Oil sell-off continues as the US dollar gains ground and supply woes drag on

Courtney Goldsmith
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A worker at the Dura oil refinery, on th
Oil prices had a poor start to the week yesterday (Source: Getty)

Brent crude oil prices continued to fall this morning after shedding more than 2.5 per cent yesterday due to a stronger US dollar and supply concerns.

The global benchmark fell 0.37 per cent to $50.54 per barrel while West Texas Intermediate (WTI) futures fell 0.38 per cent to $47.41 per barrel.

After climbing to two-month highs last week, both crude measures fell to three-week lows yesterday. Henry Croft, research analyst at Accendo Markets, warned that the sell-off could continue as bearish sentiment sends prices towards $49 and $46 per barrel.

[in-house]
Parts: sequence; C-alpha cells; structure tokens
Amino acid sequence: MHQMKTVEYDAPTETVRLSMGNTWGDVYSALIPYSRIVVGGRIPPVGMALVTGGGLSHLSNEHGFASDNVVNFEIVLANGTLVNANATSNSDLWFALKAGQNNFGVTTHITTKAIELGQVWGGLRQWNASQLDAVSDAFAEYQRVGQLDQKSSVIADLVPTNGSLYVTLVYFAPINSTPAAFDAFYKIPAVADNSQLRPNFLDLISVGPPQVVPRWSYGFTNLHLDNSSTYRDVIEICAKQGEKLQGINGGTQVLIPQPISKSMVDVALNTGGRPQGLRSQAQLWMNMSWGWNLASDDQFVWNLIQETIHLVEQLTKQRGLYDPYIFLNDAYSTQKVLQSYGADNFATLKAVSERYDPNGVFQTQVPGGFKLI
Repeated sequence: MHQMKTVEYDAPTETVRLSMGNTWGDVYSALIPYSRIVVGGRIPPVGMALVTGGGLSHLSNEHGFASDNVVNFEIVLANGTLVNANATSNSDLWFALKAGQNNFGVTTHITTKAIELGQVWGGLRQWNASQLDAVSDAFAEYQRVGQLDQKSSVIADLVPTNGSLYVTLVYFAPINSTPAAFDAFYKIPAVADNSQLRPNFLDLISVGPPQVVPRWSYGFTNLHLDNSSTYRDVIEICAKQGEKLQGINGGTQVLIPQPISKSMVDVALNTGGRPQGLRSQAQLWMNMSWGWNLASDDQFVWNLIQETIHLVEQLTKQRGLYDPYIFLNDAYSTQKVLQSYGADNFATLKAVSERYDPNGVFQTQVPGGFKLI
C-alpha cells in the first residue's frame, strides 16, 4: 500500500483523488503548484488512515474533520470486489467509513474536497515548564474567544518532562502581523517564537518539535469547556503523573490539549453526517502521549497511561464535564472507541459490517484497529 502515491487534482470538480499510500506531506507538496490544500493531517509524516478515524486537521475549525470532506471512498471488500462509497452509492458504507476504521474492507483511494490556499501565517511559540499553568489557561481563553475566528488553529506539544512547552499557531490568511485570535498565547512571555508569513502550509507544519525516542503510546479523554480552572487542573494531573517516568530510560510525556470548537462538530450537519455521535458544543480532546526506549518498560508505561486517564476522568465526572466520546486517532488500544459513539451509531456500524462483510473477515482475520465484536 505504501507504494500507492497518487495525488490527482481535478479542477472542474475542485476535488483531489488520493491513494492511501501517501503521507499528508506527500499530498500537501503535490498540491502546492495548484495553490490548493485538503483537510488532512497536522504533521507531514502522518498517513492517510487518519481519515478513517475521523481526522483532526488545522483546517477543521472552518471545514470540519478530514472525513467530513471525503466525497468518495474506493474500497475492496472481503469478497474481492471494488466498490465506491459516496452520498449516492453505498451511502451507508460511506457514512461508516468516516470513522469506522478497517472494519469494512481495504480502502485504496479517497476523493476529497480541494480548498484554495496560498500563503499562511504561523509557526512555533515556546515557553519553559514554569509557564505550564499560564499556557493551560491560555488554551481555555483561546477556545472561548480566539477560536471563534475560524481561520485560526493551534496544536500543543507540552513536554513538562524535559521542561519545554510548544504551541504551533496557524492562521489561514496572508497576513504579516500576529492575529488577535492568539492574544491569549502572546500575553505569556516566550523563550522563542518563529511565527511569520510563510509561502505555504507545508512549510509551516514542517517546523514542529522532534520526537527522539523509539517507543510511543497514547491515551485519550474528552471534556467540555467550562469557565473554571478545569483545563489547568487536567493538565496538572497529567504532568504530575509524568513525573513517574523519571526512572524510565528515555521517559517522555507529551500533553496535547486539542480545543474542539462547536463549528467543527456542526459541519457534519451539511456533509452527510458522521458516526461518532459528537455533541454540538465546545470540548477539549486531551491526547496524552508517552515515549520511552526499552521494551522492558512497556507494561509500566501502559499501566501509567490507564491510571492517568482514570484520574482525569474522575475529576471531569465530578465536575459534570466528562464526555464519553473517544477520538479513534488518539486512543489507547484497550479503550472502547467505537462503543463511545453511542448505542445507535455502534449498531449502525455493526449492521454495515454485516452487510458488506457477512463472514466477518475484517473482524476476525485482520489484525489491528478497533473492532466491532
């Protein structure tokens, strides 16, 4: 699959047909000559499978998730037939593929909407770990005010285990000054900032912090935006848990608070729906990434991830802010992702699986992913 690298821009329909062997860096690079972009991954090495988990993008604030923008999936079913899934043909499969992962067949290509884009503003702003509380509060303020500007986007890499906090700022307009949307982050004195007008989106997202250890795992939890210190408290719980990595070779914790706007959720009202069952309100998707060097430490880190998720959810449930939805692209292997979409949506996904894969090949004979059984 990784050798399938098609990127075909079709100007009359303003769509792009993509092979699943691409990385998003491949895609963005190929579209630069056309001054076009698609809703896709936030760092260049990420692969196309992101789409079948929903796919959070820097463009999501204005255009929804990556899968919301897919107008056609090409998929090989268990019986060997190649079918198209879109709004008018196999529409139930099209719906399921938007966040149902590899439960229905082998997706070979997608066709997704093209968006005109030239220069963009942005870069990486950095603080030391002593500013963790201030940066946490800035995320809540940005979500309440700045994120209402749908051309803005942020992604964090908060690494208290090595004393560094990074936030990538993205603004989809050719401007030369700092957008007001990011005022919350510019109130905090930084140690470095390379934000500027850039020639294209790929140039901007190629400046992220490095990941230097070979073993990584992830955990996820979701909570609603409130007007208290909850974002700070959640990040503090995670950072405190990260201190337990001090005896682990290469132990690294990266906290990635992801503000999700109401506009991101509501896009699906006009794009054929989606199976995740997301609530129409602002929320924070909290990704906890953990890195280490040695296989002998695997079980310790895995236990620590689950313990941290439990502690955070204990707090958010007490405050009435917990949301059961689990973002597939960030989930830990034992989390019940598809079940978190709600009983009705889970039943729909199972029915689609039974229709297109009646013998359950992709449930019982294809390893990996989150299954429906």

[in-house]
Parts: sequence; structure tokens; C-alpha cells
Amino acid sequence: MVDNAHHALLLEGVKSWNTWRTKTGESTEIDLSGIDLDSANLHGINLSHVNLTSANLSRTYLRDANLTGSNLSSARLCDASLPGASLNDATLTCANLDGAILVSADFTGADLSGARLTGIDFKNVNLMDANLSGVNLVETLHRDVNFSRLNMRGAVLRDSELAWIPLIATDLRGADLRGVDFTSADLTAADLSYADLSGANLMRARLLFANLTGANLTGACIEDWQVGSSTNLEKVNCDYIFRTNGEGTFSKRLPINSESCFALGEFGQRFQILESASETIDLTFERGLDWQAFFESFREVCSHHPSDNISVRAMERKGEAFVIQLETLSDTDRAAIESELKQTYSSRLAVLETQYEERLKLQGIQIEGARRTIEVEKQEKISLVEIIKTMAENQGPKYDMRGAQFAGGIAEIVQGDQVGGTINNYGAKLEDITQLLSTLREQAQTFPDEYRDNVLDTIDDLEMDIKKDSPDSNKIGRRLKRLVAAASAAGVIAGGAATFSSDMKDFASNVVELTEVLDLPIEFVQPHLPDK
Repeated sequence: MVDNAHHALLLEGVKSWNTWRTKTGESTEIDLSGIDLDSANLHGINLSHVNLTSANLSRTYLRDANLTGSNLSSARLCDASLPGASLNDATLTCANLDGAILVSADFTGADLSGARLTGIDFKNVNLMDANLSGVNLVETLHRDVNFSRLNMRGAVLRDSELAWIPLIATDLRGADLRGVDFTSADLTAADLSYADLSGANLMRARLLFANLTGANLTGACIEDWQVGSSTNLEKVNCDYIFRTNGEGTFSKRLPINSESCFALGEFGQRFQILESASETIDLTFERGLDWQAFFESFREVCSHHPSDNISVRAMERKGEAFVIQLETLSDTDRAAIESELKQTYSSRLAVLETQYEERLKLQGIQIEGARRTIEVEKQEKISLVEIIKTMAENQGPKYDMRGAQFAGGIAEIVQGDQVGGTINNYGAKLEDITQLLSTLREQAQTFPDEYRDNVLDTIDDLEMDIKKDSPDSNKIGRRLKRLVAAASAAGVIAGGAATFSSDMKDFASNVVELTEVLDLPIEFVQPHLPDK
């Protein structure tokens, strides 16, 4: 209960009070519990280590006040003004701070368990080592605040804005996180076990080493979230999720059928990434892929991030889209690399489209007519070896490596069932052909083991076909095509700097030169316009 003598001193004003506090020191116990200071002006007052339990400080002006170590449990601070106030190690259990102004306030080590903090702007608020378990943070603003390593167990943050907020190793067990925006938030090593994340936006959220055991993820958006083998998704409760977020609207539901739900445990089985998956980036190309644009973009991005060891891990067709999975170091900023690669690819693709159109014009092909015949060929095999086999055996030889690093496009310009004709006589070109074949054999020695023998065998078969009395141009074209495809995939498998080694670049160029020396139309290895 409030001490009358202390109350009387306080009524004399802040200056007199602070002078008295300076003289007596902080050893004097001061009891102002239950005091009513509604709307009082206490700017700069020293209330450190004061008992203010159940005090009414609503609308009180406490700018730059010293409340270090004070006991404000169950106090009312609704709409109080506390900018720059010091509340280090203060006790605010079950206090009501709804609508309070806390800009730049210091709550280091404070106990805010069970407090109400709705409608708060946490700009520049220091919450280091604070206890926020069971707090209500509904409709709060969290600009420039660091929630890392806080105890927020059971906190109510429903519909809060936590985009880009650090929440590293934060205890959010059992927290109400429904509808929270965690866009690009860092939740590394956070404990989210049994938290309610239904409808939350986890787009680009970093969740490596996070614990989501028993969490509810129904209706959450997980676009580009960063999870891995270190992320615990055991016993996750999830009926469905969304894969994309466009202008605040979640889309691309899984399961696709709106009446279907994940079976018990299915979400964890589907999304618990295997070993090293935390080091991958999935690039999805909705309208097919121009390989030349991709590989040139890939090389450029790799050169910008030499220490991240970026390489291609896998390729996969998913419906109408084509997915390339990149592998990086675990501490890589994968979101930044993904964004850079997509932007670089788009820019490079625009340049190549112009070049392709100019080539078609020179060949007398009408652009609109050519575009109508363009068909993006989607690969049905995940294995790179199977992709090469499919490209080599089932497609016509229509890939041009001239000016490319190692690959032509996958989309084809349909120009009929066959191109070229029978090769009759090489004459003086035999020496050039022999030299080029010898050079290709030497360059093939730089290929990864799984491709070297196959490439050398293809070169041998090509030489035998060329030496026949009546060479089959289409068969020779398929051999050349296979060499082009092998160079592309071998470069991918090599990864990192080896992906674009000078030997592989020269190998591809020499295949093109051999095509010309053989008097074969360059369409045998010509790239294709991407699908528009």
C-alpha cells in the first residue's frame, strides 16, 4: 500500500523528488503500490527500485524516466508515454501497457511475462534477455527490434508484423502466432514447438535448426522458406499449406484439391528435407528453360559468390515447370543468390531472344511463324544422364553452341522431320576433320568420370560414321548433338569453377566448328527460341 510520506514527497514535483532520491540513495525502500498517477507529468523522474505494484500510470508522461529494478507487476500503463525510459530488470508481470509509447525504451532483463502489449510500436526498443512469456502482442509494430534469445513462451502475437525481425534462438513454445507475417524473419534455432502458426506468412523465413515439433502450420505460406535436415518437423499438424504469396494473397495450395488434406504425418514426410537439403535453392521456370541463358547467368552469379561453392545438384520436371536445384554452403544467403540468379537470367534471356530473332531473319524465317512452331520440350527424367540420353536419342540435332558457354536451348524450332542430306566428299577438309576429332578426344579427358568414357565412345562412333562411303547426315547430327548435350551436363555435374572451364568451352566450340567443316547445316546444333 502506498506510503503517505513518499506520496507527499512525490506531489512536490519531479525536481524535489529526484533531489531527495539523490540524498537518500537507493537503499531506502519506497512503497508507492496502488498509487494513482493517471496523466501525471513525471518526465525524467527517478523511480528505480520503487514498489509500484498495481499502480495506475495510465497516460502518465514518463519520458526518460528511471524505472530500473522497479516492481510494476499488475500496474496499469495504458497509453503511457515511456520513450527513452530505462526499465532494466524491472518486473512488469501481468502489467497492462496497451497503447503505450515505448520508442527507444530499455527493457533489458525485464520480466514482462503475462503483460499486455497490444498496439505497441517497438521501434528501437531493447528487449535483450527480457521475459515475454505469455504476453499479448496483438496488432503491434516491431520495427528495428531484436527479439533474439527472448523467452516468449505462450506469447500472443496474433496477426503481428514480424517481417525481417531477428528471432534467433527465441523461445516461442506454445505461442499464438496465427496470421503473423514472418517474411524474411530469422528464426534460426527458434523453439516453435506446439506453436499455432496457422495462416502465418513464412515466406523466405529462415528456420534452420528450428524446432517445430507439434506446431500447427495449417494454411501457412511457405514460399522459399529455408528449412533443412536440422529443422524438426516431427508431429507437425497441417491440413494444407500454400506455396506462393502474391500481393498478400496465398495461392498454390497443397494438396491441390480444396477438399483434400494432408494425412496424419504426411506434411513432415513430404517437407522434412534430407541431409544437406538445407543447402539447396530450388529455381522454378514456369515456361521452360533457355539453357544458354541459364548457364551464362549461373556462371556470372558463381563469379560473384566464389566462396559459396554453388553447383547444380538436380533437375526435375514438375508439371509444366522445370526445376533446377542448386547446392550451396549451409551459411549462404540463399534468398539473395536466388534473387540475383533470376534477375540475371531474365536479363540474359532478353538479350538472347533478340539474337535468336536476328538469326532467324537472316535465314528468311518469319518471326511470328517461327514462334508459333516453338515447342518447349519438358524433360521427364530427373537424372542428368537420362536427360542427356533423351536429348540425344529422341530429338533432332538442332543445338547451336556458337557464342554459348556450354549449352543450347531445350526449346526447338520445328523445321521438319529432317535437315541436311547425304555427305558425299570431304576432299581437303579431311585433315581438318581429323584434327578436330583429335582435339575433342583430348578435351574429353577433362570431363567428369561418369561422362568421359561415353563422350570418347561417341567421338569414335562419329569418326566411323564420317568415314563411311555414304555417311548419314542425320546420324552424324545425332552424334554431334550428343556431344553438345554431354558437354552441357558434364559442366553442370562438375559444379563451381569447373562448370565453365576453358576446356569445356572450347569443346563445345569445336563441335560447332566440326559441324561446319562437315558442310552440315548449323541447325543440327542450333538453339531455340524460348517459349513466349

The drop came as the US dollar strengthened and concerns were raised over demand in China, which is the second-biggest oil user in the world. Chinese oil refineries operated at their lowest daily rates in nearly a year in July.

The dollar index, which measures the greenback against a basket of currencies, rose 0.4 per cent yesterday and a further 0.25 per cent today after tensions with North Korea eased.

Investors' fears of the growing supply glut were further backed up by Royal Dutch Shell's announcement yesterday that its Nigerian subsidiary lifted a force majeure on Bonny Light crude exports.

Weekly inventory data from the American Petroleum Institute (API) will give further insight on US stockpiles, which are likely to fall for the seventh week in a row, according to a preliminary Reuters poll.

Read more: Oil prices edge down after US gasoline stocks rise unexpectedly

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